In the 1930s, the Veblens began acquiring and consolidating properties along the Princeton ridge on the east side of town, near Herrontown Road. Towards the end of Oswald's life, they donated 82 acres to Mercer County to form the Herrontown Woods preserve in 1957. It was Princeton's first dedicated nature preserve. When Elizabeth Veblen died in 1974, the Veblens' remaining 14 acres, including the Veblen House, were added to the preserve.
In 2013, volunteers who would later form the Friends of Herrontown Woods were given permission to clear trails long blocked by fallen trees and invasive growth. Steady effort ultimately cleared trails on 200 acres of open space in Herrontown Woods and Autumn Hill Reservation, making these beautiful preserves once again welcoming to the public. FOHW is now active in removing invasive shrubs that compete with native species and were obscuring the preserve's natural features.
There's a nice writeup on Herrontown Woods at the town website, describing how the Veblen homestead used to be a working farm, and how some of the woodlands were logged in the 1920s. Some trees are 150 years old or more.
MAPS: In May, 2015, FOHW made available a color-coded map of existing trails, landmarks and access points. Copies are usually available at the kiosk at the main parking lot, or follow the link to
download. A google map can be accessed through Google Maps at "Herrontown Woods Arboretum".
PARKING AND ACCESS: The preserve has a parking lot off of Snowden Lane, down the short street across from the entrance to Smoyer Park.
FLORA: Because the boulder fields discouraged plowing, Herrontown Woods harbors one of the most diverse populations of flora in Princeton. In the late 1960s, while a PhD student at Rutgers University, Richard J. Kramer researched and wrote a book detailing Herrontown Woods' natural history. Published in 1971 by the Stonybrook-Millstone Watershed Association, a pdf is available at this link.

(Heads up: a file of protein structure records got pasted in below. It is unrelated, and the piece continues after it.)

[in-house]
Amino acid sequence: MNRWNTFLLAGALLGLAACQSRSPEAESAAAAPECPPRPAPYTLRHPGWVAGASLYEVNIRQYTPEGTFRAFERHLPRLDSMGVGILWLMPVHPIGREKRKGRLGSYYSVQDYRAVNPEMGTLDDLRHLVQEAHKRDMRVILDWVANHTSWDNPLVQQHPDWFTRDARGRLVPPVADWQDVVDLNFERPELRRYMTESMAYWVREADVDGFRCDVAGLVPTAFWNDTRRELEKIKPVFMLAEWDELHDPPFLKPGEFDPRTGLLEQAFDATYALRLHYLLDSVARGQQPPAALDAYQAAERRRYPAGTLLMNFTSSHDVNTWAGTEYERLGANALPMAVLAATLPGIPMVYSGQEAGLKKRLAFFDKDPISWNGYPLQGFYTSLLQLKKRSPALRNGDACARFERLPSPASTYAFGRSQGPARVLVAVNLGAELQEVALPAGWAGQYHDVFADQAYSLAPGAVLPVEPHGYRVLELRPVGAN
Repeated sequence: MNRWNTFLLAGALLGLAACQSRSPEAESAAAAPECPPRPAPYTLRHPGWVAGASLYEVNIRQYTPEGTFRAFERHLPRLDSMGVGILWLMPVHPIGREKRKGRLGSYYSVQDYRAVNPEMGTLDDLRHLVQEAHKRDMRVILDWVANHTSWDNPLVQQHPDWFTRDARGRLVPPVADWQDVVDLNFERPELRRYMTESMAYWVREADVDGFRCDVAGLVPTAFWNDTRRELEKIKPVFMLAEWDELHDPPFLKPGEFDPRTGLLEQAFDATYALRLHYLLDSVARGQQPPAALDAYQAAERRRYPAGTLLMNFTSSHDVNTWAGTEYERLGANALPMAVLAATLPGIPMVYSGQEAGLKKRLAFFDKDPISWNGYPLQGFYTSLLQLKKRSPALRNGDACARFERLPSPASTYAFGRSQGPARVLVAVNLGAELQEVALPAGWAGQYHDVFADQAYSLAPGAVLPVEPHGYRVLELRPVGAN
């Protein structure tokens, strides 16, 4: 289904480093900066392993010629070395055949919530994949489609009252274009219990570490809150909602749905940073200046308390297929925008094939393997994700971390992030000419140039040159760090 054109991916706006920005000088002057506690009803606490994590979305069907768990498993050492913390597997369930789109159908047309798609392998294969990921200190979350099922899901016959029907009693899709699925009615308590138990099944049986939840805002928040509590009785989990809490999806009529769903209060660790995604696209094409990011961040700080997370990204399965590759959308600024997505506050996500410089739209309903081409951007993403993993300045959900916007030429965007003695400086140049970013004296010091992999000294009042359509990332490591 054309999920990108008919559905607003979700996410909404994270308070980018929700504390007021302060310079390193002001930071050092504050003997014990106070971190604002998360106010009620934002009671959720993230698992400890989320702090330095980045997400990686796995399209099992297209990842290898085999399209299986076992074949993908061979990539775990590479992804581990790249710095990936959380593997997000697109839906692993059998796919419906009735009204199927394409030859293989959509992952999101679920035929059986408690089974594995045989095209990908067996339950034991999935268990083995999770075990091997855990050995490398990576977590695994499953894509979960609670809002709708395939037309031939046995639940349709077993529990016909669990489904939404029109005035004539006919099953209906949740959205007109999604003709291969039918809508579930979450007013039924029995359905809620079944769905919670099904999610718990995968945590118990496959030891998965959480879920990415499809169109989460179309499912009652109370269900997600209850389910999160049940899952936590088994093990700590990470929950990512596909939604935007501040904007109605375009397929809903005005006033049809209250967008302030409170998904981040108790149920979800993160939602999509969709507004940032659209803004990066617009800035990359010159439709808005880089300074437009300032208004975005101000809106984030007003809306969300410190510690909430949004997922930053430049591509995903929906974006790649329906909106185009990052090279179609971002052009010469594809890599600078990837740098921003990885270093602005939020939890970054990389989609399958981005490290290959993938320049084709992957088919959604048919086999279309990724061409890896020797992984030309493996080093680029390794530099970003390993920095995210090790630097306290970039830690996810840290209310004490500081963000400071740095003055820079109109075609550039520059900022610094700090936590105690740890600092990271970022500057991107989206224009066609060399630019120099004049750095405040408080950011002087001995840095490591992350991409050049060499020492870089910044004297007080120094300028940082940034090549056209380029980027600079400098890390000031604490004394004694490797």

GEOLOGY: Located on the Princeton Ridge, Herrontown Woods is dominated by boulders that increase in size as one hikes from the parking lot up towards the top of the ridge. Glaciers did not extend down to Princeton. These boulders are diabase rock--igneous in origin--some of which our board member Jon Johnson discovered to be highly magnetic.
HYDROLOGY: Herrontown Woods contains the only tributary of Harry's Brook whose headwaters are undeveloped. These headwaters are home to salamanders, some species of which may not be found anywhere else along the ridge.
FARMING HISTORY: Ridge lands in northeastern Princeton were home to about 30 small farms, averaging 30 acres each. An article by Jac Weller in a 1981 Recollector tells the story of these hardscrabble farms.
Fiddle heads of Christmas fern perched on boulders.